How Many Marriages for Clark Gable?
By Dorothy Calhoun
Movie Classic magazine, September 1931
New Screen Sheik has Hollywood guessing
Popular actor says he has been wed twice, but friends claim four marriages for him
“No,” Clark Gable’s friends quote him as saying last summer. “I’m not married now. My wife just got a divorce in April.”
“Yes,” Clark Gable admitted six months later to inquiring interviewers. “I’m married. But I’d rather not discuss that, please.”
Then, a few weeks ago, came a hasty trip to Santa Ana, where a license was secured for William C. Gable and Mrs. Rita Langham to wed. The license indicated, it was reported, that this was the lady’s third marriage, and Clark Gable’s second. Maybe his first marriage to Mrs. Langham did not count.
How many times has Clark Gable really said, “I do”? Let us see! The newest “great lover” of the screen labors under the misfortune of being a local boy who hung around Los Angeles casting offices for years. There are altogether too many people here who “knew him when”!
Friends warned Clark that if he wanted to keep his remarriage to Rita Langham a secret, he had better not go to Santa Ana, whose courthouse has been the scene of so many headline romances that reporters watch it like hawks. But Clark is apparently sincere in his declaration, “Why, I’m nobody! I’m not important! I’m just an actor working at his job!”
If he really thought that no notice would be taken of his wedding, he was very much mistaken—as mistaken as Rudolph Valentino when he thought that no one would find out that he had married Natacha Rambova in Mexico before his California divorce was final. For an exactly similar reason Clark Gable says he remarried the lady whom he first wed “somewhere back East,” a trifle too soon after he and Josephine Dillon were divorced. Though he does not declare dramatically, like Rudy, “My love could not be kept waiting!”—a line that thrilled a million women.
Who is the present Mrs. Clark Gable? Apparently an attractive, smartly-dressed and well-to-do divorcee with two previous husbands and a son and daughter. Clark met her in the East when he temporarily gave up the struggle to make a go of picture work and tried his luck on Broadway. Was he married to her when he returned to Los Angeles in the stage production of “The Last Mile” and won a screen contract? If so, why did he tell friends last summer at Malibu that he wasn’t married? If not, when and where were they married the first time?
As though this were not enough mystery, the newspapers printed the ages of the couple—the lady’s as forty-one, Gable’s as thirty. For the second time he has married a wife ten years his senior.
While he was living here humbly several years ago, often going hungry, one of the women who saw him making his endless rounds of the theaters, agencies, and casting offices was Josephine Dillon, a well-known vocal teacher. She took pity on this ambitious, poorly-prepared boy and worked with him tirelessly, coaching him, improving his delivery of dramatic lines. At length they were married. Though they separated not long after, it was not until April, 1930, that the lady obtained a divorce from her young husband. Her age was given as forty-two.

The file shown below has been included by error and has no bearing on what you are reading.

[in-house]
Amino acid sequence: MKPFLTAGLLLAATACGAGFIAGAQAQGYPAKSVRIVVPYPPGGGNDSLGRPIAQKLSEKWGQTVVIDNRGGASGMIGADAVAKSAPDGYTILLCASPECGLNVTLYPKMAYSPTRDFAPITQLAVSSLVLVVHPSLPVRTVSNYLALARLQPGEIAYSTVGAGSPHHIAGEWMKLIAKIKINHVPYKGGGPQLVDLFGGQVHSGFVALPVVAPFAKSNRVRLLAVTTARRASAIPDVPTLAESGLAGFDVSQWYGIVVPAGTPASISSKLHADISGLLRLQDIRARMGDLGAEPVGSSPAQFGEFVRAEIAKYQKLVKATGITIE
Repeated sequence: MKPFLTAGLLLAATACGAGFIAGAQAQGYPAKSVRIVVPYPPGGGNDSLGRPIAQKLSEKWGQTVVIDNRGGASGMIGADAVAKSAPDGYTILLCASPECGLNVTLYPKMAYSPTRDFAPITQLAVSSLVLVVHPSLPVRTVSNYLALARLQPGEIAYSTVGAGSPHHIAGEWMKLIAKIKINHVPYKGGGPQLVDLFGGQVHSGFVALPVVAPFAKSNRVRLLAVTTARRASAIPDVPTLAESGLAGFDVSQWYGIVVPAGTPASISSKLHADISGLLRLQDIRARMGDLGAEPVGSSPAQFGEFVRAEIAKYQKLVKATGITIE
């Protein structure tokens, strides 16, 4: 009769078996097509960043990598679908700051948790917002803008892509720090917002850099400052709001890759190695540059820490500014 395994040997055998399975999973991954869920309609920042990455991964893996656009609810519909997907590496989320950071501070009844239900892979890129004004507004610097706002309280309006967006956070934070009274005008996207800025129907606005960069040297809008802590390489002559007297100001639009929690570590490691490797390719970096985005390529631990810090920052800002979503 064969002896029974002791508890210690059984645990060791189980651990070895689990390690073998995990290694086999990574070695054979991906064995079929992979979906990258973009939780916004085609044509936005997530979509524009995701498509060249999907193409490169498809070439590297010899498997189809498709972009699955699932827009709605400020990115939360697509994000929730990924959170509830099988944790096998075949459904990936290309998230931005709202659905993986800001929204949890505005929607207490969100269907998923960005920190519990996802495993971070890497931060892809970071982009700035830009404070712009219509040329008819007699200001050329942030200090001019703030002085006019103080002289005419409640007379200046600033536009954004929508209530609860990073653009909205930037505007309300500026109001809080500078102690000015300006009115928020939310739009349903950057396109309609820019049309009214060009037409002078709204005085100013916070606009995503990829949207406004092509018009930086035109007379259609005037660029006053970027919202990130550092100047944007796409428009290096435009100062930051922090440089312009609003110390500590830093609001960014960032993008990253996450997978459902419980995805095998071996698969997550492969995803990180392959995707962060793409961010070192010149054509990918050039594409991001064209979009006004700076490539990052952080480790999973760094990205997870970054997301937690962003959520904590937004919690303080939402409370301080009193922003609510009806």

But according to one of Clark’s closest friends, a young screen actor, even this was not Gable’s first marriage! For good measure this friend’s story mentions a young son also, and swears that he has often seen telegrams from the boy to Clark. Which, if true, would make four marriages for the newest screen sheik, counting two to Mrs. Langham?
“Clark’s preference for older women is easily explainable,” says a well-known actress, who helped him get small theatrical parts in the old days. “He was never sure of himself—he relied on other people’s advice. He had terrific respect for experience. He needed guidance and knew it. Older women’s liking for Clark is also understandable. He appealed to their maternal instinct. He was very humble about himself, boyishly enthusiastic, grateful. He used to have plenty of chances to go out with beautiful girls, but he always chose to be with mature women, whenever he could.”
The mere fact that the Gable-Langham marriage at Santa Ana was a remarriage did not surprise Hollywood. Only last spring Helen Twelvetrees announced her marriage to Frank Woody, only to remarry him a few days later, just to make sure that the titles to community property were all in legal order. John Gilbert and Leatrice Joy once remarried, too.
Hollywood doesn’t know what to make of this matrimonial mystery. Why hasn’t Hollywood seen the new Mrs. Clark Gable with her young husband at openings and restaurants? Did Clark Gable really say, as he is quoted as saying when an actor mentioned Josephine Dillon, “Dillon? Josephine Dillon? I don’t believe I knew the lady”? Has Clark a nine-year-old son? Why all the mystery? It’s an out-of-date superstition that the public prefers its romantic heroes unmarried?